Obama pollster Joel Benenson responded that such shifts may require two or three more cycles of presidential loss. . . . . hat’s not where realistic Republican strategists want their party to be. But four overriding realities militate against a GOP return to the White House in 2016 and perhaps for several campaigns beyond.
First, the economy, the issue Romney ran on, the issue that in a time of distress can elect an otherwise unacceptably hard conservative candidate like Ronald Reagan, is now likely to turn decisively in the Democratic direction. . . . . . This scenario could be undermined or undone if the White House and Congress don’t come to an agreement on the fiscal cliff and the nation falls back into recession . . . .A new Pew poll finds that by nearly 2-to-1, voters would blame congressional Republicans rather than Obama for a failure here.
Second, the nature of the Republican primary electorate hamstrings the party’s capacity to adapt. The religious right and the true believers who dominate the nominating process have their own explanations or rationalizations for 2012. Romney wasn’t conservative enough. . . . . Schmidt recommended that Republicans dispense with the Iowa caucuses, where the litmus test is who’s most for Jesus, according to the narrow measures of right-wing fundamentalists. That change won’t happen, not yet; religious and movement forces on the far right won’t yield their hold on the primary process and their veto power over the nominee.
[T]he GOP is simply on the wrong side of the emerging majority in the country. In the exit polls, 59 percent of voters said abortion should be legal in all or most cases. By 49 to 46 percent, they supported gay marriage; the tide has swiftly turned on the question that carried George W. Bush to a narrow win in 2004 on a wave of evangelical turnout. And 65 percent in the exit polls favored immigration reform with a path to citizenship.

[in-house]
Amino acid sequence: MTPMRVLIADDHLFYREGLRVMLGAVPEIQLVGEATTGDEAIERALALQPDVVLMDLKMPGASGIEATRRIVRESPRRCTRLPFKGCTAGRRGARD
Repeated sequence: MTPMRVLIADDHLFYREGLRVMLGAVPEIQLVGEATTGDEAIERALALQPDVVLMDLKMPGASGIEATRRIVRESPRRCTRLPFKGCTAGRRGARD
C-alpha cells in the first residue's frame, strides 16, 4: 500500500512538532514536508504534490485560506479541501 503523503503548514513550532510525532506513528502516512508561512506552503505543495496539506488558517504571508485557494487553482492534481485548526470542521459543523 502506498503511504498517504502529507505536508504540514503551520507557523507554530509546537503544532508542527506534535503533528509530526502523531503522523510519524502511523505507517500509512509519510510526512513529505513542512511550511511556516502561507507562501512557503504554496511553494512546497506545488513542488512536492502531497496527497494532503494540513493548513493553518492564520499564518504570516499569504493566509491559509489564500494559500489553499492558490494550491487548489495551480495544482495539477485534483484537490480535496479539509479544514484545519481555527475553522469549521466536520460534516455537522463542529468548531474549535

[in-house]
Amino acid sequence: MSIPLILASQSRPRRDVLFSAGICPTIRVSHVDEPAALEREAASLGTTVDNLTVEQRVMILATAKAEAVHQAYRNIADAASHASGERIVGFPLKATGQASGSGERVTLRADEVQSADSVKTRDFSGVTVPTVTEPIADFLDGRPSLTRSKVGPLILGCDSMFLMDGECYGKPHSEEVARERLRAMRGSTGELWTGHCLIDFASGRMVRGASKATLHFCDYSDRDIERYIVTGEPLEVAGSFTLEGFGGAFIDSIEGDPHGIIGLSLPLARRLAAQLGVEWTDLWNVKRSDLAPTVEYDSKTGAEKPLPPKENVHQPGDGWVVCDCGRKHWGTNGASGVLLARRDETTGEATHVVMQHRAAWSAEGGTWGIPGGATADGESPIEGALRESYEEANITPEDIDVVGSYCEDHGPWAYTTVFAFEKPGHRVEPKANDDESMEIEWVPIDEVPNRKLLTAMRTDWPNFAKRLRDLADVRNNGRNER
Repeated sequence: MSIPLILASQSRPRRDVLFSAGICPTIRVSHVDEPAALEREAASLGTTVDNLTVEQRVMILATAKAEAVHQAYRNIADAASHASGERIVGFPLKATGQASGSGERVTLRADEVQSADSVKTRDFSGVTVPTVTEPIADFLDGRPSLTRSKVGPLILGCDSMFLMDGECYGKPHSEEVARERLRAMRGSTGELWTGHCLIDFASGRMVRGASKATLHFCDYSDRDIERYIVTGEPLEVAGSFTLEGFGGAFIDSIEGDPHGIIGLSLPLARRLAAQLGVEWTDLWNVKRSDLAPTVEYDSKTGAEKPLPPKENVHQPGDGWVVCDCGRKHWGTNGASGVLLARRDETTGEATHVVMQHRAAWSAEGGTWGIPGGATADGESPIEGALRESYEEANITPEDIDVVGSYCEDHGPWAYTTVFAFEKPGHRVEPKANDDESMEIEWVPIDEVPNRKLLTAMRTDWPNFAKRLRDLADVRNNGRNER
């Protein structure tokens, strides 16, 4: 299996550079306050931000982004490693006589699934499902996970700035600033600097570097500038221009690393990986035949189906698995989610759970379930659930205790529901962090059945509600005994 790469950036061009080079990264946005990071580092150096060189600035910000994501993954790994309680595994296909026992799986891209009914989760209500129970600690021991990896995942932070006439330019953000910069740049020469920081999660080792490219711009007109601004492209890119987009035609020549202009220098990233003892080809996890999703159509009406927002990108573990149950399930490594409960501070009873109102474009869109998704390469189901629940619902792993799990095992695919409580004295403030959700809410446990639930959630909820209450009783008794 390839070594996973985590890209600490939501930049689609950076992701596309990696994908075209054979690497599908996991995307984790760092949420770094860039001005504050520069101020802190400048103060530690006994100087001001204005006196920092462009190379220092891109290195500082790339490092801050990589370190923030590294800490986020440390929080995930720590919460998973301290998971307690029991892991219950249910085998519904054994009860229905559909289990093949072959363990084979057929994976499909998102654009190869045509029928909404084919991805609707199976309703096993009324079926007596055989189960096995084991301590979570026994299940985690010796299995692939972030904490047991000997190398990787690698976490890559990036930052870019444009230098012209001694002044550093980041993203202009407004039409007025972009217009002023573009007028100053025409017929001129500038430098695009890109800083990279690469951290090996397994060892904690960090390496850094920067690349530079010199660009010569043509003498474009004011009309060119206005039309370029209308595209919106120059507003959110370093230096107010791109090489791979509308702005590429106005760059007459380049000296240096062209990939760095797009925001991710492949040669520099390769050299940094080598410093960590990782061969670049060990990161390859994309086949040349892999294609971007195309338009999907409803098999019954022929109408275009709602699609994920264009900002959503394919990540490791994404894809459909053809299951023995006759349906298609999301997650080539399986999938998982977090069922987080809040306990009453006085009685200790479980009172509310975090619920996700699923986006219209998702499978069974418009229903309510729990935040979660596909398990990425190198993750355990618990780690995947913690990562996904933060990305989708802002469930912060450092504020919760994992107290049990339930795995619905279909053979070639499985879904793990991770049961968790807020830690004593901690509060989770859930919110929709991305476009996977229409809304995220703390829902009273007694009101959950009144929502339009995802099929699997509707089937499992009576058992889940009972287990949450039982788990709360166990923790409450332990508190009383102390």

All this leaves Republicans out there on a demographic cliff with women, Hispanics, and young people. And for the most part, their own primary voters won’t let them retreat.
The GOP used to take comfort in the cliché that Hispanics were cultural conservatives, Catholics who agree with them on social issues. Wrong again. In the exit polls, they are more progressive than the electorate as a whole on questions of marriage equality and the role of government. For Hispanics, the passage here has probably already been made with the politics of insult driving them toward the Democrats. And to add injury to that insult, Asian-Americans also are voting Democratic by a wide margin.
Young people may be another lost cause. As Professor Tucker said at La Pietra, party ID tends to be set by age 30, and those under and approaching 30 are decisively Democratic. So are unmarried women, a growing segment of the population, alienated from the GOP on concerns ranging from reproductive rights to equal pay.
Economic conservatives and wealthy Republicans have formed an unholy alliance with a religious right whose views they don’t share but whose votes they covet. Now they’re saddled with a base that could leave them with increasingly unelectable nominees—for president, for the Senate, and for the House, which this year was largely saved for the GOP by partisan redistricting.
There is more to the piece that deserves a read. You get the drift, however: the GOP made a pact with the Devil - the Christofascists - and now the Devil is collecting his due. The soul of the GOP.